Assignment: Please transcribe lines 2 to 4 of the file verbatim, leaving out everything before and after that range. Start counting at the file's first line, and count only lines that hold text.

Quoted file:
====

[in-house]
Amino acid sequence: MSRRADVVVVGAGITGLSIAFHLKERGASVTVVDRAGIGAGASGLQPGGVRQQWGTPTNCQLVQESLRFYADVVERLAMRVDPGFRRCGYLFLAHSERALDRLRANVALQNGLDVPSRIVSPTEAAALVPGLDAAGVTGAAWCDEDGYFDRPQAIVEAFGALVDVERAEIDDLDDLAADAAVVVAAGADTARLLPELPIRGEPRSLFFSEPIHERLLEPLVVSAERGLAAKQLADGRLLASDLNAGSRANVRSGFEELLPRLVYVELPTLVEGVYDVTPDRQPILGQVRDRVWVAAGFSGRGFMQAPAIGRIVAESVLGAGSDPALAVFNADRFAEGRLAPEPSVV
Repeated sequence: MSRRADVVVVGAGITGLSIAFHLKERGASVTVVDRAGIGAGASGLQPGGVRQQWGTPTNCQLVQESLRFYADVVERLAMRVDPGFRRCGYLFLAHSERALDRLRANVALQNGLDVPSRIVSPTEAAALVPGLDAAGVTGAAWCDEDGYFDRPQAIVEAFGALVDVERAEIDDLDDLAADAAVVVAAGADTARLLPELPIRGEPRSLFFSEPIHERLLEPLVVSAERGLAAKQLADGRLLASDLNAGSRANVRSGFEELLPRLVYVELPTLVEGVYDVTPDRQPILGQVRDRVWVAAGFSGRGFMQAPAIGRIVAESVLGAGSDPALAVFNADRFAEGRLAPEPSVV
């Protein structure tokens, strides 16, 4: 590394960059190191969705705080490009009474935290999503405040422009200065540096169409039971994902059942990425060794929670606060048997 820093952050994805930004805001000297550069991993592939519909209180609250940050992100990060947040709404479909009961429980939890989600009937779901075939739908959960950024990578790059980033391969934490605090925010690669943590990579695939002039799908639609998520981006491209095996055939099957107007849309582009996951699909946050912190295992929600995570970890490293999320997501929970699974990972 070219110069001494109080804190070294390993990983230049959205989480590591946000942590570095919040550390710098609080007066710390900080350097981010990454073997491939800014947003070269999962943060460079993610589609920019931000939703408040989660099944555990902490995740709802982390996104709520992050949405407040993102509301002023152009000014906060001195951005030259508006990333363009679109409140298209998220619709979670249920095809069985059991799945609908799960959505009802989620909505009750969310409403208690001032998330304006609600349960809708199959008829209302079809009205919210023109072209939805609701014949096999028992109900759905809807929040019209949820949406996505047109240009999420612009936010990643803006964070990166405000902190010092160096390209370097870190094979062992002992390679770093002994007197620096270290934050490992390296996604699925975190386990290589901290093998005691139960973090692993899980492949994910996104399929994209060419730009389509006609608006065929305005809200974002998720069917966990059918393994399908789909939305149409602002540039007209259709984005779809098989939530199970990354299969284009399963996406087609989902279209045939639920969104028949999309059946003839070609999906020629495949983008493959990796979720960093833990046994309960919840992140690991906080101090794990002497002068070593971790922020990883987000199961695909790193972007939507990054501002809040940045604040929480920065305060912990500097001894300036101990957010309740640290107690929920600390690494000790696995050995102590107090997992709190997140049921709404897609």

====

Amino acid sequence: MSRRADVVVVGAGITGLSIAFHLKERGASVTVVDRAGIGAGASGLQPGGVRQQWGTPTNCQLVQESLRFYADVVERLAMRVDPGFRRCGYLFLAHSERALDRLRANVALQNGLDVPSRIVSPTEAAALVPGLDAAGVTGAAWCDEDGYFDRPQAIVEAFGALVDVERAEIDDLDDLAADAAVVVAAGADTARLLPELPIRGEPRSLFFSEPIHERLLEPLVVSAERGLAAKQLADGRLLASDLNAGSRANVRSGFEELLPRLVYVELPTLVEGVYDVTPDRQPILGQVRDRVWVAAGFSGRGFMQAPAIGRIVAESVLGAGSDPALAVFNADRFAEGRLAPEPSVV
Repeated sequence: MSRRADVVVVGAGITGLSIAFHLKERGASVTVVDRAGIGAGASGLQPGGVRQQWGTPTNCQLVQESLRFYADVVERLAMRVDPGFRRCGYLFLAHSERALDRLRANVALQNGLDVPSRIVSPTEAAALVPGLDAAGVTGAAWCDEDGYFDRPQAIVEAFGALVDVERAEIDDLDDLAADAAVVVAAGADTARLLPELPIRGEPRSLFFSEPIHERLLEPLVVSAERGLAAKQLADGRLLASDLNAGSRANVRSGFEELLPRLVYVELPTLVEGVYDVTPDRQPILGQVRDRVWVAAGFSGRGFMQAPAIGRIVAESVLGAGSDPALAVFNADRFAEGRLAPEPSVV
């Protein structure tokens, strides 16, 4: 590394960059190191969705705080490009009474935290999503405040422009200065540096169409039971994902059942990425060794929670606060048997 820093952050994805930004805001000297550069991993592939519909209180609250940050992100990060947040709404479909009961429980939890989600009937779901075939739908959960950024990578790059980033391969934490605090925010690669943590990579695939002039799908639609998520981006491209095996055939099957107007849309582009996951699909946050912190295992929600995570970890490293999320997501929970699974990972 070219110069001494109080804190070294390993990983230049959205989480590591946000942590570095919040550390710098609080007066710390900080350097981010990454073997491939800014947003070269999962943060460079993610589609920019931000939703408040989660099944555990902490995740709802982390996104709520992050949405407040993102509301002023152009000014906060001195951005030259508006990333363009679109409140298209998220619709979670249920095809069985059991799945609908799960959505009802989620909505009750969310409403208690001032998330304006609600349960809708199959008829209302079809009205919210023109072209939805609701014949096999028992109900759905809807929040019209949820949406996505047109240009999420612009936010990643803006964070990166405000902190010092160096390209370097870190094979062992002992390679770093002994007197620096270290934050490992390296996604699925975190386990290589901290093998005691139960973090692993899980492949994910996104399929994209060419730009389509006609608006065929305005809200974002998720069917966990059918393994399908789909939305149409602002540039007209259709984005779809098989939530199970990354299969284009399963996406087609989902279209045939639920969104028949999309059946003839070609999906020629495949983008493959990796979720960093833990046994309960919840992140690991906080101090794990002497002068070593971790922020990883987000199961695909790193972007939507990054501002809040940045604040929480920065305060912990500097001894300036101990957010309740640290107690929920600390690494000790696995050995102590107090997992709190997140049921709404897609």